If the deployment has to be rescheduled because of testing, usually there are two things gone wrong:
- Testing was not effective.
- There are unsolved critical observations (defects, change requests, open issues).
Most of the time testing is not done on schedule, because there are defects that prevent finalizing the testing.
In conclusion: It is important to find the defects that prevent deployment as early as possible, so there’s enough time to fix them.
Here are 3 tips how to do it.
1) Risk analysis
Before testing starts, it’s good to do risk analysis.
- Find out what functionalities are business critical. These have to work perfectly.
- Find out what open defects prevent making a positive decision on implementation. The idea is to find tangible issues. For example, showing mistakes in pricing that clients can see.
- Make a plan about how to find these defects preventing implementation as early as possible.
The results of the risk analysis are to be communicated to the testers. Kick off for testing is a good place for that. The idea is to help testers know why their testing is important and why some of their observations are low priority.
2) Exploratory test order
I’ll give you a simple example on how the testing order effects the speed of testing.
Let’s imagine there are 80 use cases created in the project. From these, 40 cases somehow relate to business critical functions according to risk analysis. One use case always includes 5 test cases. So to make sure the critical functions work, we need to test 200 test cases OK.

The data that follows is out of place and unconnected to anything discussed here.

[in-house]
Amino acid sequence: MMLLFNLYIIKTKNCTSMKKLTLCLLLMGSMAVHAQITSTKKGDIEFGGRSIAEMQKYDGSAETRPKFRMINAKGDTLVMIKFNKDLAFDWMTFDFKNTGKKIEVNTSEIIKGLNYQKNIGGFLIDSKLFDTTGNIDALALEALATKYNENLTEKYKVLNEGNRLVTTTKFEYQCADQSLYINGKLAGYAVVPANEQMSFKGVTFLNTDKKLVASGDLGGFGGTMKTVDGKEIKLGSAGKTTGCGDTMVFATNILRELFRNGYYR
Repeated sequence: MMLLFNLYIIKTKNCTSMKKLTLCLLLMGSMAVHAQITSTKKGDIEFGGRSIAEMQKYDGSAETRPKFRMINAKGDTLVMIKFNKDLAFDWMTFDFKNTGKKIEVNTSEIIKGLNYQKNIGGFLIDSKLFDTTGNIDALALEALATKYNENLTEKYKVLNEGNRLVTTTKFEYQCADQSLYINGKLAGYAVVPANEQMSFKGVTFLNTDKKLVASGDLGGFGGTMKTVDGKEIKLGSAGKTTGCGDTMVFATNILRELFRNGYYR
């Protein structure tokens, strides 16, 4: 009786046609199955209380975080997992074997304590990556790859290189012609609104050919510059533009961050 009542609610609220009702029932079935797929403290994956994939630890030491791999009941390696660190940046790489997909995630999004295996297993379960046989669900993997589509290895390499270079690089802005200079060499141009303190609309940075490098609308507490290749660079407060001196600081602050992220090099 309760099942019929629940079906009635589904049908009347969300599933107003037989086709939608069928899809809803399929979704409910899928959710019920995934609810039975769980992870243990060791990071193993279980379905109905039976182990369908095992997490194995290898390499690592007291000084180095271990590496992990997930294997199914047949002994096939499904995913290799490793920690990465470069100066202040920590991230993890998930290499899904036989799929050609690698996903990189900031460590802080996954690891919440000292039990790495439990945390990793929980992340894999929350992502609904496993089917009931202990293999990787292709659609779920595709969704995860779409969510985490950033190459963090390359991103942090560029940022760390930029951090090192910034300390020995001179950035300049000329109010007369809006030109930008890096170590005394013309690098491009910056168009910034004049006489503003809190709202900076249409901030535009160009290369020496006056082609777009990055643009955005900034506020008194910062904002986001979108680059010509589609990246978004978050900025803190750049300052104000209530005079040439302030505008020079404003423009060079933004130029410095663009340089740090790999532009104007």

So the question is, how to test 200 test cases so that we find the defects, that prevent implementation, first?
This is the testing order I suggest:
- From each of these 40 use cases, we choose 1 test case, that describes the basic functionality of the use case.
In the first few days we will test these 40 test cases and find out do the critical processes work on basic level.
-> Ergo make critical observations preventing implementation.
- The following days we will extend the testing to those use cases, that don’t have open observations.
I only plan 2-3 days of testing on detail. Based on the test results I do the next testing plan. For example, based on the first testing results, if there are 15 use cases that have open defects preventing further testing, we won’t be testing them. We will concentrate our efforts on areas that we can test.
3. Check -steps
Testers coming from the business are fairly good at finding defects. Missing and “invisible” things on the other hand are usually missed completely. This is why I’ve started to add Check-steps to the test cases. Even when the test case includes the expected results, it’s always good to do a comprehensive check.
In this risk analysis we’ve found out what things need to be working. Making the decision on implementation the testing manager needs to prove that we have been testing reliably. Based on the risk analysis I’ll add the Check-steps to test cases. I’ll receive clear information from the critical issues to support the decisions, and usually, when going through check lists, more defects are found.
Observation or defect?
I write about both observation and defect, and this is because not all observations made by the tester, are defects. They can be change requests, open issues, development ideas etc. For example, something forgotten about the specification, that is critical to the business. These other observations can prove to be more difficult than obvious defects.